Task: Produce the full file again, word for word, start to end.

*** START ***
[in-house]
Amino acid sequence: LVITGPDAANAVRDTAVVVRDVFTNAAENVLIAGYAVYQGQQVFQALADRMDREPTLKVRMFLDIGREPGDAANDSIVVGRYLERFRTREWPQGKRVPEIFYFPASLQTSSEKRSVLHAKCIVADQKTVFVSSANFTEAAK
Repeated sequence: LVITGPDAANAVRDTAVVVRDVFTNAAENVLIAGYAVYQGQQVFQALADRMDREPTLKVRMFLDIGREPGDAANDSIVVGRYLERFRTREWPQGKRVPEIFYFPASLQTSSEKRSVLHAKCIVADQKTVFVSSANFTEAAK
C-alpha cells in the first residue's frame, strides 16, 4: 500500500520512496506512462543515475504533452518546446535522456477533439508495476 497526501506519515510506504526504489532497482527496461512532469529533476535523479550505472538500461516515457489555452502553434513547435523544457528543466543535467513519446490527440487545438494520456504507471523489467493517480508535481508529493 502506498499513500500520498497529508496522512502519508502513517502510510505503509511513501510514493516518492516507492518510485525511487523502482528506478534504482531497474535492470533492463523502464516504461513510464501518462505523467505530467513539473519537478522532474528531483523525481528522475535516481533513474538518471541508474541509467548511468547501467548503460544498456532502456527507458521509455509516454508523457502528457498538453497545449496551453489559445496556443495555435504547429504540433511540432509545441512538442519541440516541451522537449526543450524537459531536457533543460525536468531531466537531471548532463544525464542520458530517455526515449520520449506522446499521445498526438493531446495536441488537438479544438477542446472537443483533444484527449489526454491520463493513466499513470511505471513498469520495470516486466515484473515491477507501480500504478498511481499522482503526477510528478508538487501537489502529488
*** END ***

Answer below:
[in-house]
Amino acid sequence: LVITGPDAANAVRDTAVVVRDVFTNAAENVLIAGYAVYQGQQVFQALADRMDREPTLKVRMFLDIGREPGDAANDSIVVGRYLERFRTREWPQGKRVPEIFYFPASLQTSSEKRSVLHAKCIVADQKTVFVSSANFTEAAK
Repeated sequence: LVITGPDAANAVRDTAVVVRDVFTNAAENVLIAGYAVYQGQQVFQALADRMDREPTLKVRMFLDIGREPGDAANDSIVVGRYLERFRTREWPQGKRVPEIFYFPASLQTSSEKRSVLHAKCIVADQKTVFVSSANFTEAAK
C-alpha cells in the first residue's frame, strides 16, 4: 500500500520512496506512462543515475504533452518546446535522456477533439508495476 497526501506519515510506504526504489532497482527496461512532469529533476535523479550505472538500461516515457489555452502553434513547435523544457528543466543535467513519446490527440487545438494520456504507471523489467493517480508535481508529493 502506498499513500500520498497529508496522512502519508502513517502510510505503509511513501510514493516518492516507492518510485525511487523502482528506478534504482531497474535492470533492463523502464516504461513510464501518462505523467505530467513539473519537478522532474528531483523525481528522475535516481533513474538518471541508474541509467548511468547501467548503460544498456532502456527507458521509455509516454508523457502528457498538453497545449496551453489559445496556443495555435504547429504540433511540432509545441512538442519541440516541451522537449526543450524537459531536457533543460525536468531531466537531471548532463544525464542520458530517455526515449520520449506522446499521445498526438493531446495536441488537438479544438477542446472537443483533444484527449489526454491520463493513466499513470511505471513498469520495470516486466515484473515491477507501480500504478498511481499522482503526477510528478508538487501537489502529488